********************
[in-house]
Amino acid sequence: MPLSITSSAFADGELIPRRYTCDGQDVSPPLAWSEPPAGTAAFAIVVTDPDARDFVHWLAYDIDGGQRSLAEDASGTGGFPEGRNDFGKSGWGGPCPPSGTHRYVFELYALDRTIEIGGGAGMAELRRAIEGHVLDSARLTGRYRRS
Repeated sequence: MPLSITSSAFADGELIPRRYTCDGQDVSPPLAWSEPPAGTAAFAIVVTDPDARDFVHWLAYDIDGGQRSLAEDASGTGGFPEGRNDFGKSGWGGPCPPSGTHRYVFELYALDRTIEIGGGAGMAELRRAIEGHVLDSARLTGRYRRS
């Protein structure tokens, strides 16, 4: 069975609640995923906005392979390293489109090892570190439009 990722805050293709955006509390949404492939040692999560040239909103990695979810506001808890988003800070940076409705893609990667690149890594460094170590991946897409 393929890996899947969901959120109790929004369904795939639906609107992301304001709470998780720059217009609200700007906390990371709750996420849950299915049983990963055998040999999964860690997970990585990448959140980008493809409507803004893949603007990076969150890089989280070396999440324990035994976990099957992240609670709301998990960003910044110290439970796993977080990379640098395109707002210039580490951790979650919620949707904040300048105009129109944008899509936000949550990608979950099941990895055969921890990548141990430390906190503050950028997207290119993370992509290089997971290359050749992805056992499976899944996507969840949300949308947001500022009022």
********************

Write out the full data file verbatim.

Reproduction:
[in-house]
Amino acid sequence: MPLSITSSAFADGELIPRRYTCDGQDVSPPLAWSEPPAGTAAFAIVVTDPDARDFVHWLAYDIDGGQRSLAEDASGTGGFPEGRNDFGKSGWGGPCPPSGTHRYVFELYALDRTIEIGGGAGMAELRRAIEGHVLDSARLTGRYRRS
Repeated sequence: MPLSITSSAFADGELIPRRYTCDGQDVSPPLAWSEPPAGTAAFAIVVTDPDARDFVHWLAYDIDGGQRSLAEDASGTGGFPEGRNDFGKSGWGGPCPPSGTHRYVFELYALDRTIEIGGGAGMAELRRAIEGHVLDSARLTGRYRRS
């Protein structure tokens, strides 16, 4: 069975609640995923906005392979390293489109090892570190439009 990722805050293709955006509390949404492939040692999560040239909103990695979810506001808890988003800070940076409705893609990667690149890594460094170590991946897409 393929890996899947969901959120109790929004369904795939639906609107992301304001709470998780720059217009609200700007906390990371709750996420849950299915049983990963055998040999999964860690997970990585990448959140980008493809409507803004893949603007990076969150890089989280070396999440324990035994976990099957992240609670709301998990960003910044110290439970796993977080990379640098395109707002210039580490951790979650919620949707904040300048105009129109944008899509936000949550990608979950099941990895055969921890990548141990430390906190503050950028997207290119993370992509290089997971290359050749992805056992499976899944996507969840949300949308947001500022009022």